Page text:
**Summary**: in this tutorial, you will learn how to use the `ROW_NUMBER()`

to assign a sequential number to each row in a query result set.

## SQL `ROW_NUMBER()`

Function Overview

The `ROW_NUMBER()`

is a window function that assigns a sequential integer number to each row in the query’s result set.

The following illustrates the syntax of the `ROW_NUMBER()`

function:

1 2 3 4 | ROW_NUMBER() OVER ( [PARTITION BY expr1, expr2,...] ORDER BY expr1 [ASC | DESC], expr2,... ) |

In this syntax,

- First, the
`PARTITION BY`

clause divides the result set returned from the`FROM`

clause into partitions. The`PARTITION BY`

clause is optional. If you omit it, the whole result set is treated as a single partition. - Then, the
`ORDER BY`

clause sorts the rows in each partition. Because the`ROW_NUMBER()`

is an order sensitive function, the`ORDER BY`

clause is required. - Finally, each row in each partition is assigned a sequential integer number called a row number. The row number is reset whenever the partition boundary is crossed.

## SQL `ROW_NUMBER()`

examples

We will use the `employees`

and `departments`

tables from the sample database for the demonstration:

### A) Simple SQL `ROW_NUMBER()`

example

The following statement finds the first name, last name, and salary of all employees. In addition, it uses the `ROW_NUMBER()`

function to add sequential integer number to each row.

1 2 3 4 5 6 7 8 9 | SELECT ROW_NUMBER() OVER ( ORDER BY salary ) row_num, first_name, last_name, salary FROM employees; |

The following picture shows the partial result set:

### B) Using SQL `ROW_NUMBER()`

for pagination

The `ROW_NUMBER()`

function can be used for pagination. For example, if you want to display all employees on a table in an application by pages, which each page has ten records.

- First, use the
`ROW_NUMBER()`

function to assign each row a sequential integer number. - Second, filter rows by requested page. For example, the first page has the rows starting from one to 9, and the second page has the rows starting from 11 to 20, and so on.

The following statement returns the records of the second page, each page has ten records.

1 2 3 4 5 6 7 8 9 10 11 12 13 | -- pagination get page #2 SELECT * FROM ( SELECT ROW_NUMBER() OVER (ORDER BY salary) row_num, first_name, last_name, salary FROM employees ) t WHERE row_num > 10 AND row_num <=20; |

The following shows the output:

If you want to use the common table expression (CTE) instead of the subquery, here is the query:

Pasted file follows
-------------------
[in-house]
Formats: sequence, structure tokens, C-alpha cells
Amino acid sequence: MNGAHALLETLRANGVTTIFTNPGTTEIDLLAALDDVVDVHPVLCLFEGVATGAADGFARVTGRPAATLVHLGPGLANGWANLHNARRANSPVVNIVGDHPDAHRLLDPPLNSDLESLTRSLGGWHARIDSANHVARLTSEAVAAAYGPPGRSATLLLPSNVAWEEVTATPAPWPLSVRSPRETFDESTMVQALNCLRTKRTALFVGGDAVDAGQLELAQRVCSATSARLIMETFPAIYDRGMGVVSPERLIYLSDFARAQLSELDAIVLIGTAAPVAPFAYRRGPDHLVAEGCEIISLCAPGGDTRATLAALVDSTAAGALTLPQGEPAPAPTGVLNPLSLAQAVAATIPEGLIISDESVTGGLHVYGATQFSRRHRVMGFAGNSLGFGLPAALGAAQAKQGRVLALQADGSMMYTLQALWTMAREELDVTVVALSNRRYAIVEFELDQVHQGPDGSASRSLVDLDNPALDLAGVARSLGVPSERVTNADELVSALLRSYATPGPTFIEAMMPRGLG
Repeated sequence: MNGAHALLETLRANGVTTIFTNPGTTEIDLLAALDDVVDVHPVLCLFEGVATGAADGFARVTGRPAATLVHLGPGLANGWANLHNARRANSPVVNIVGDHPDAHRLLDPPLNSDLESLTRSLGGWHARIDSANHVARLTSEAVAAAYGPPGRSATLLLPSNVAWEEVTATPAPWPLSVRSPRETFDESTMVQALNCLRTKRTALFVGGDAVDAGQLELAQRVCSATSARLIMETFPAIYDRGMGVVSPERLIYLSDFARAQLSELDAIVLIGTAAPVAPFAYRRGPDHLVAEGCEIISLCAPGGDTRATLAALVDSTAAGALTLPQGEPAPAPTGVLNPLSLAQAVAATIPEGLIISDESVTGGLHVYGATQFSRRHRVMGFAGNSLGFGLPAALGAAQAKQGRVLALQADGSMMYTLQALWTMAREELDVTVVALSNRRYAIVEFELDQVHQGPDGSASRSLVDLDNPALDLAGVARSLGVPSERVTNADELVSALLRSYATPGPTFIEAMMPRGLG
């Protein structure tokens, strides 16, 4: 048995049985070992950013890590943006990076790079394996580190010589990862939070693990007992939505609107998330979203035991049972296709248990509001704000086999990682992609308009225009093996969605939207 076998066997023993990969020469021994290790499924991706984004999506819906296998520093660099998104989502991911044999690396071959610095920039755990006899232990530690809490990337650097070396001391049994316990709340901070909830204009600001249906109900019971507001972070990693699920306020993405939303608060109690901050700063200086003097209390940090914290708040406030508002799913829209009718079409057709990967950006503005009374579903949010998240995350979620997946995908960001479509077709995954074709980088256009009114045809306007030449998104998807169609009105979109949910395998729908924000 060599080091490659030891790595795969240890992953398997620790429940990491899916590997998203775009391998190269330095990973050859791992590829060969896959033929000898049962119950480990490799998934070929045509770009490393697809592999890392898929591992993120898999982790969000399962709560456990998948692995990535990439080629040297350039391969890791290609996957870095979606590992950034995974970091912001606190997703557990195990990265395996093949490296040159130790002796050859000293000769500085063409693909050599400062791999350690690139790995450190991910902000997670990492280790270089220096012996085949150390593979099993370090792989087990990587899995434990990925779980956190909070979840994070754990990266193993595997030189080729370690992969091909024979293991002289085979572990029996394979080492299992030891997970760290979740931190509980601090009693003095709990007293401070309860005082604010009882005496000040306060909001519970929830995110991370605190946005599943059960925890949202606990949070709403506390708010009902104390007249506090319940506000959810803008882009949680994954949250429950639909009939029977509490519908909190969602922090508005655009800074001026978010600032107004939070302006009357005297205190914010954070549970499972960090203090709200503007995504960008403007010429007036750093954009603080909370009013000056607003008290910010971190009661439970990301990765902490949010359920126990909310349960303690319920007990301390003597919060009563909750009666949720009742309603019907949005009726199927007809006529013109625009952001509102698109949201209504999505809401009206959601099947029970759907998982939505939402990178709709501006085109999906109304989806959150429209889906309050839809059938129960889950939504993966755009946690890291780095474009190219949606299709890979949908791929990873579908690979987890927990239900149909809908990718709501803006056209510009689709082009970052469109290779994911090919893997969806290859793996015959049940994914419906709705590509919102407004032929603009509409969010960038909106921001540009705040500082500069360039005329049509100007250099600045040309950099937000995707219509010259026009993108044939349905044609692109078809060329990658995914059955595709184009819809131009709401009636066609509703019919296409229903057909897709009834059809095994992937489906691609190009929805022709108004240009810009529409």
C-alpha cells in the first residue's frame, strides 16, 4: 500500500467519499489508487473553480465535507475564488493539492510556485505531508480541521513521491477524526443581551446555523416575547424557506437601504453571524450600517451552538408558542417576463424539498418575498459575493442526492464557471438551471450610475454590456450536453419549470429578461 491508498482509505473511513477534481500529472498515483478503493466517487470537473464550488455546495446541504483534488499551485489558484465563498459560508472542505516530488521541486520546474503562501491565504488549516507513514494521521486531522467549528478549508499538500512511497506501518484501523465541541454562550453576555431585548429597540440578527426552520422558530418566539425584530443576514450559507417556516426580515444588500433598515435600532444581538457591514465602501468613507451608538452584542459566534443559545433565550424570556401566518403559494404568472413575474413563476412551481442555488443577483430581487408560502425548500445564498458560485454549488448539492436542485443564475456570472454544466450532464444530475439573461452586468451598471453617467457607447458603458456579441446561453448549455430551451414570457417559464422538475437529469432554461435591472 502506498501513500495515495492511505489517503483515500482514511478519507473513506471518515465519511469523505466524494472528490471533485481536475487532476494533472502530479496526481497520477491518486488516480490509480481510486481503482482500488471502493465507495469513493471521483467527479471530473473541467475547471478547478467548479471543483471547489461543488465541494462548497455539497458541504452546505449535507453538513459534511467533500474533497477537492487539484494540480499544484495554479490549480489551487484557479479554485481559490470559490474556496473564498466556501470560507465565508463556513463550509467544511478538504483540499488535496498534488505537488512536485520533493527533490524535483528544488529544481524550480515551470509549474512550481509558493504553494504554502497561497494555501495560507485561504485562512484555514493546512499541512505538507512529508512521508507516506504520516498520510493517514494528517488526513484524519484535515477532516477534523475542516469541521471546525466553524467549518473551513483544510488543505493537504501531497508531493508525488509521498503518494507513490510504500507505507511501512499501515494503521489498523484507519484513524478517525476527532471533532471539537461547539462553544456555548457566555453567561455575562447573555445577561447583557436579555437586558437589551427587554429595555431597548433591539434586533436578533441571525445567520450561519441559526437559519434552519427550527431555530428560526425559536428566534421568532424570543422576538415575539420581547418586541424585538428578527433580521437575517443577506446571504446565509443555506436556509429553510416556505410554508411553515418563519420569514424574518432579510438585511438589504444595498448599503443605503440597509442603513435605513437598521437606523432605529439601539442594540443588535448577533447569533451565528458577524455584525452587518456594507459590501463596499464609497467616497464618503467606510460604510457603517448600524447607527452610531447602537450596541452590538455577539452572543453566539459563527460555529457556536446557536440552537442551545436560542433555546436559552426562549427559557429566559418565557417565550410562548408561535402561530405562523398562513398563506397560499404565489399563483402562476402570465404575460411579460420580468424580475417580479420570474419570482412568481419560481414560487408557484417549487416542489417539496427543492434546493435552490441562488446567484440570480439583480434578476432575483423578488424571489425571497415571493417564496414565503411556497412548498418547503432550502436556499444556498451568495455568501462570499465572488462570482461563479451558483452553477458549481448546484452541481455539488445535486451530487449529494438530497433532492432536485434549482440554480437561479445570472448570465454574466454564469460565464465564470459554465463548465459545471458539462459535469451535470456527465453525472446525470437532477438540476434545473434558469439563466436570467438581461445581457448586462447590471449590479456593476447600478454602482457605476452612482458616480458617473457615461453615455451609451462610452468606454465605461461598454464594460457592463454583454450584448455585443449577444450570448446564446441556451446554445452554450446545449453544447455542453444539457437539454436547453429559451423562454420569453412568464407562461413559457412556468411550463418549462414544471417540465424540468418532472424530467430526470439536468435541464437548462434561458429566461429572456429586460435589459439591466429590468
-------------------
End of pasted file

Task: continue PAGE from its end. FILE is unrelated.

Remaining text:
1 2 3 4 5 6 7 8 9 10 11 12 13 14 15 16 17 18 | WITH t AS( SELECT ROW_NUMBER() OVER ( ORDER BY salary ) row_num, first_name, last_name, salary FROM employees ) SELECT * FROM t WHERE row_num > 10 AND row_num <=20; |

### C) Using SQL `ROW_NUMBER()`

for finding nth highest value per group

The following example shows you how to find the employees whose have the highest salary in their departments:

1 2 3 4 5 6 7 8 9 10 11 12 13 14 15 16 17 18 19 20 21 22 23 | -- find the highest salary per department SELECT department_name, first_name, last_name, salary FROM ( SELECT department_name, `ROW_NUMBER()` OVER ( PARTITION BY department_name ORDER BY salary DESC) row_num, first_name, last_name, salary FROM employees e INNER JOIN departments d ON d.department_id = e.department_id ) t WHERE row_num = 1; |

In the subquery:

- First, the
`PARTITION BY`

clause distributes the employees by departments. - Second, the
`ORDER BY`

clause sorts the employee in each department by salary in the descending order. - Third, the
`ROW_NUMBER()`

assigns each row a sequential integer number. It resets the number when the department changes.

The following shows the result set of the subquery:

In the outer query, we selected only the employee rows which have the `row_num`

with the value 1.

Here is the output of the whole query:

If you change the predicate in the `WHERE`

clause from 1 to 2, 3, and so on, you will get the employees who have the second highest salary, third highest salary, and so on.

In this tutorial, you have learned how to use the SQL `ROW_NUMBER()`

function to assign a sequential integer number to each row in the result set of a query.